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Biodiversity and farming

Biodiversity and farming

by Lewis ~ 22 November, 2019 ~ comments welcome

We are dependent on ecosystem services . At the most basic of levels, early humans benefitted from the ‘products of nature”; that is fruits and seeds to eat, animals to hunt.   Ecosystems, like woodlands, provided shelter from some of the harsher aspects of climate and weather.  Now we can add in ‘services’ such as the provision of medicines, waste removal, nutrient recycling and recreational experiences. Read more...

Medicine for bumblebees

Medicine for bumblebees

by Chris ~ 26 October, 2019 ~ comments welcome

Some 90% of the world's plants, including many food crops, rely on animals for pollination (as opposed to wind or even rarer water pollination). The contribution of honey bees and bumblebees to these pollination services is vital but they are at risk due to:

  • the effects of disease, 
  • climate change 
  • effects of pesticides and 
  • habitat loss / destruction.

Whilst it is sometimes possible to help hives / colonies of the ‘domesticated’ honeybee suffering from parasites / disease, ‘helping’ wild populations is a much more difficult proposition. Read more...

Insect Pollinators in decline

Insect Pollinators in decline

by Lewis ~ 13 April, 2019 ~ one comment

The science journal Nature has published the results of another insect survey, specifically of pollinating insects.   The UK pollinator monitoring scheme looked at some 353 species of bees, bumblebees and hoverflies.  The survey analysed 700,000+ sightings of pollinating insects over thirty years or more (1980 to 2013).  The survey yielded information about the changes in the range of these different pollinators - that is the different parts of the countryside that these insects were found in.  The survey did not attempt to determine actual numbers of bees etc in an area.   There were “winners and losers’ in the survey but the overall picture was somewhat depressing. Read more...

foraging bee

Bumblebees ‘hooked’ on neonicotinoids?

by Chris ~ 1 September, 2018 ~ comments welcome

Researchers at Imperial College, London (Dr Andres Arce, Dr. Richard Gill et al) have been conducting field trials on the foraging behaviour of bumblebees and the effect of neonicotinoids.  As wild bees have a choice on where they feed, the researchers wanted to know if the bees could detect insecticides and learn to avoid them. Read more...

Bumblebee update - brief notes

Bumblebee update – brief notes

by Chris ~ 28 August, 2018 ~ comments welcome

The yellow banded bumblebee (Bombus terricola) is a North American species of bumblebee.  It has been in decline across its range.  This bumblebee is now down to about 10% of its former numbers.   Recently, its genome has been sequenced at York University, Canada.  This genetic analysis shows that the bumblebees are inbreeding.  As bees become more inbred, the face difficulties in maintaining their population numbers.  As population become smaller, there is a greater risk of inbreeding.  Inbred bees have problems in terms of fertility.  Males can become infertile so that if they mate with a queen, there are no offspring or the queen may produce sterile males instead of worker bees. Read more...

Buzz pollination and bumblebees

Buzz pollination and bumblebees

by Chris ~ 11 August, 2018 ~ Comments Off on Buzz pollination and bumblebees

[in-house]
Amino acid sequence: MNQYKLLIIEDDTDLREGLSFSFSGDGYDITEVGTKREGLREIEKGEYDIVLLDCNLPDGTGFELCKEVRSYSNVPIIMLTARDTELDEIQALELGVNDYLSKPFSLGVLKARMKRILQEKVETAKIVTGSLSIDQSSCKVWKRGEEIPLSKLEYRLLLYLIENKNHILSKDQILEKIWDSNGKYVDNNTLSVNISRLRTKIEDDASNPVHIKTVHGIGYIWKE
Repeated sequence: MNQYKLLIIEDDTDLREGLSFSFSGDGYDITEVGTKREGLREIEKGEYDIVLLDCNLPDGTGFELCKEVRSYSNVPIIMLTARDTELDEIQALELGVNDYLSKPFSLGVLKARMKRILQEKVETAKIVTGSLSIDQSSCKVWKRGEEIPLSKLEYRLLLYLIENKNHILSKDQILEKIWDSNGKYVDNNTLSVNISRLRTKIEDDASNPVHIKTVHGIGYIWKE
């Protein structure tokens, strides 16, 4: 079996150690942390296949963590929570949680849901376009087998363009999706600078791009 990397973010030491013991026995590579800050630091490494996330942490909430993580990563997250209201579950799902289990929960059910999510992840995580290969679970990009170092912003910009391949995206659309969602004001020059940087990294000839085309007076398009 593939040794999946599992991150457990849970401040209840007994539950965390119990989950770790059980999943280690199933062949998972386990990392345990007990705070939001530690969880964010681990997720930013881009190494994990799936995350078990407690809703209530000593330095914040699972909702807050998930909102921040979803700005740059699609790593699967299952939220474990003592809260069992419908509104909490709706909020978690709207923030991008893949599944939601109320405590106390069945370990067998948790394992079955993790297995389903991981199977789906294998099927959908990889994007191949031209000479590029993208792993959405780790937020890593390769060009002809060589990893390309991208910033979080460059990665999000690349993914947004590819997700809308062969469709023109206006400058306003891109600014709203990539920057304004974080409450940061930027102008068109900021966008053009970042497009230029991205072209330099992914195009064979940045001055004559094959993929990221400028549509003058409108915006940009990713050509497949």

Bumblebees are important pollinators; their bodies are often seen covered with pollen grains.   However, when visiting certain flowers they have a special mechanism for releasing the pollen grains from the anthers (the special sacs on the stamens).    This mechanism is known as sonication or buzz pollination.   When visiting flowers of the potato / tomato family (the Solanaceae) or blueberries, they land on the flower, use their mouth parts to hold onto a stamen and then use rapid contractions of their (thoracic)  flight muscles to make the stamen vibrate.  The effect of these vibrations is to allow the pollen to be released from the tube-like anthers from a pore or small slits (poricidal stamens). Read more...

Flowers, nectar and 'mad honey'

Flowers, nectar and ‘mad honey’

by Chris ~ 13 July, 2018 ~ 3 comments

Nectar is a sugar-rich liquid produced by special glands on a plant.  These glands are normally associated with the flowers - but not always.  Floral nectaries are often found at the base of the petals so that a visiting insect picks up or deposits pollen whilst collecting the nectar.  The visitor thus 'helps’ the plant to reproduce / set seed.   Common pollinators are bumblebees, bees, wasps, moths, butterflies and hummingbirds;  less common pollinators are flies, ants, possums and bats.

However, nectaries can be found elsewhere on a plant - on leaves, leaf stalks (petioles), stems and fruits; these are extra-floral nectaries. Read more...

The Great British Bee Count (and App) - 2018.

The Great British Bee Count (and App) – 2018.

by Chris ~ 19 May, 2018 ~ one comment

This week saw the start of the 2018 Great British Bee Count.  The aim of the count is to estimate the number of bumblebees and solitary bees that are buzzing around this year.  As the woodlands blog has reported on many occasions, bees and bumblebees are threatened by viruses, mites, pesticides*, inclement weather, habitat loss etc - so a count across the country (from John O'Groats to Land's End) is a 'good thing' informing, for example, the Pollinator Monitoring Scheme how bees and bumblebees are faring across the country.  The information also contributes to the  National Biodiversity Network Atlas  (NBN), which records the current status of all species in the U.K.

To help with this, there is a smart phone App - available for either iPhones or Android Phones.  The App enables you to submit sightings of bumblebees and bees (with photos where possible) Read more...

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